In conjunction with the mentorship he has exemplified in his laboratory, Hunstad acts as pediatric co-director for the School of Medicine’s Oliver Langenberg Physician-Scientist Training Program. He also serves as the training director for the Child Health Research Center and for an institutional physician-scientist training grant, both in the Department of Pediatrics. He also is a professor of molecular microbiology.
“David is one of the outstanding physician-scientist leaders in the Department of Pediatrics,” said David H. Perlmutter, MD, executive vice chancellor for medical affairs, the George and Carol Bauer Dean of the School of Medicine, and the Spencer T. and Ann W. Olin Distinguished Professor. “His work on the pathobiology of urinary tract infections has advanced the field in this important area, and he has been a model mentor for pediatric physicians and scientists.”
Hunstad earned his bachelor’s degree from Carleton College in Northfield, Minn., before coming to Washington University School of Medicine on a full scholarship. He completed his residency in pediatrics at St. Louis Children’s Hospital, during which he served as chief resident. He then completed a pediatric infectious diseases fellowship through Washington University.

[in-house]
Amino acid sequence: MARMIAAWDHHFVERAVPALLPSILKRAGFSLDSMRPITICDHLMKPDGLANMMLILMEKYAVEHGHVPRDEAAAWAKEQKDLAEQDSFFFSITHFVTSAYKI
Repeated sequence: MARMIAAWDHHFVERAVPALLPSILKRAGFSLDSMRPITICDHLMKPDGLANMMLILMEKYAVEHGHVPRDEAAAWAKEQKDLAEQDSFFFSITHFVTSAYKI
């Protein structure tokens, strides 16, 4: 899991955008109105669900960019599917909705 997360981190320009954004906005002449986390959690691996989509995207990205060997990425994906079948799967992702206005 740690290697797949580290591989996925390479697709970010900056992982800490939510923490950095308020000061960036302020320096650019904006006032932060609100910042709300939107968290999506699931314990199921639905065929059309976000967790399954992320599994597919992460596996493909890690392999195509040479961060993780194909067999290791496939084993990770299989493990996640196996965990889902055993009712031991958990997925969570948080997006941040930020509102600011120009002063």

The laboratory of Scott Hultgren, PhD, the Helen Lehbrink Stoever Professor of Molecular Microbiology, opened its doors to Hunstad in 2001 for Hunstad’s postdoctoral training, which was supported by the Pediatric Scientist Development Program. Hunstad joined the faculty in 2003.
“David Hunstad is an outstanding pediatric physician-scientist and educator,” said Gary A. Silverman, MD, PhD, the Harriet B. Spoehrer Professor and head of the Department of Pediatrics. “He has emerged as a nationally visible leader in research training in pediatrics and has excelled in multiple leadership roles within our department and more broadly at the School of Medicine. We are delighted to be able to recognize and support his continued work and mentorship activities with this inaugural professorship.”